Accessibility links

Breaking News

Latvian Central-Bank Chief Released On Bail Amid Corruption Charges

Bank of Latvia Governor Ilmars Rimsevics speaks to the Associated Press in Riga in July.

Latvia's central-bank chief has been released from custody on bail hours after the Baltic country's anticorruption agency accused him of receiving at least 100,000 euros ($125,000) in bribes.

The Corruption Prevention and Combating Bureau (KNAB) said on February 19 that no formal charges had been filed against Bank of Latvia Governor Ilmars Rimsevics, who was detained by police over the weekend.

Hours after the statement, the Delfi news portal showed video of Rimsevics leaving KNAB premises in Riga with his lawyer.

"I categorically disagree with [the charges]," Rimsevics said in the video to reporters at the scene.

Despite the denial of wrongdoing, Prime Minister Maris Kucinskis has called on Rimsevics to recuse himself from his duties while a criminal investigation against him is carried out.

Rimsevics has held the post since 2001 and is also a member of the European Central Bank's (ECB) governing council.

Latvia is a European Union member and uses the euro as its currency.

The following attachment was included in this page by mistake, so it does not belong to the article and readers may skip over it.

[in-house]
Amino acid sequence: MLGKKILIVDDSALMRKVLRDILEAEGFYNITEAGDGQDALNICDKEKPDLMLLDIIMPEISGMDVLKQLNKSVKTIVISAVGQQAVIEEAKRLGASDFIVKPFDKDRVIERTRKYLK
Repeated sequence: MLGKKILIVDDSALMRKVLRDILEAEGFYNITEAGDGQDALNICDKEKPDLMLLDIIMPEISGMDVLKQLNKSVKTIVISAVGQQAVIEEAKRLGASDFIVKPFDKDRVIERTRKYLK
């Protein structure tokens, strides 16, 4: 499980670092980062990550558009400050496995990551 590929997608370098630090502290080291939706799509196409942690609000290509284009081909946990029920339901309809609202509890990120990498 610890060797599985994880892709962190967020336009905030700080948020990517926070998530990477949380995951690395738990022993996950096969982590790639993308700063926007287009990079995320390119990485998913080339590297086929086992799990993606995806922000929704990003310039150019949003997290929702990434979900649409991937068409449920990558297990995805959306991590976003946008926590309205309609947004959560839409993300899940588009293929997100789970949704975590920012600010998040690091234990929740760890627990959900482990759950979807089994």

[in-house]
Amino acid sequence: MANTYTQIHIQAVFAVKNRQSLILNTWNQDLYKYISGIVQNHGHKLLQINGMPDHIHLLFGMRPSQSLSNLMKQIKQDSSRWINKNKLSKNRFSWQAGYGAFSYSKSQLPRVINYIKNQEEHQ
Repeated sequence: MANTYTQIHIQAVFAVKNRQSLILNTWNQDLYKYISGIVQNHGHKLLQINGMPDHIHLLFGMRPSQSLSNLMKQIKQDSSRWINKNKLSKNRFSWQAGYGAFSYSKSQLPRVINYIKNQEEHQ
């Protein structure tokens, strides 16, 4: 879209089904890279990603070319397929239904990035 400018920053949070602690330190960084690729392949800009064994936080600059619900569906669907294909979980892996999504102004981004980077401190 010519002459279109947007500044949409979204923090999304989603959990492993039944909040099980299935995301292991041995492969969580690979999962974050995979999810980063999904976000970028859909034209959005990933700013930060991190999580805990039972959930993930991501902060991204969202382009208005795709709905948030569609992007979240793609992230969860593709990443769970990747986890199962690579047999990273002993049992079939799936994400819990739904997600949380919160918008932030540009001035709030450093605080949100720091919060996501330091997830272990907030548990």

KNAB did not elaborate on the charges against Rimsevics, but AP reported on February 19 that executives at Latvian bank Norvik said the central-bank chief sought to extort money from their firm for years.

According to the news agency, Norvik has filed an international complaint against Latvia in which it claims a "senior Latvian official" sought bribes from the bank and abused his power. Norvik's CEO, Oliver Bramwell, told AP, "The high-level official mentioned in our request for arbitration is Rimsevics."

Latvia's financial sector is in upheaval with the investigation and a crisis at ABLV Bank, the country's third-largest bank by assets.

Latvia's financial regulator has ordered the bank to cease all payments after its liquidity position deteriorated sharply amid U.S. accusations of money laundering and breaching sanctions aimed at thwarting North Korea's weapons program.

The Treasury Department said in a statement last week that ABLV also facilitated transactions linked to "large-scale illicit activity connected to Azerbaijan, Russia, and Ukraine."

To shore up ABLV's finances, the central bank has said that it will loan the bank 97.5 million euros ($121 million) against "a reliable pledge of highly liquid securities."

With reporting by AP, Reuters, and Bloomberg
  • 16x9 Image


    RFE/RL journalists report the news in 27 languages in 23 countries where a free press is banned by the government or not fully established. We provide what many people cannot get locally: uncensored news, responsible discussion, and open debate.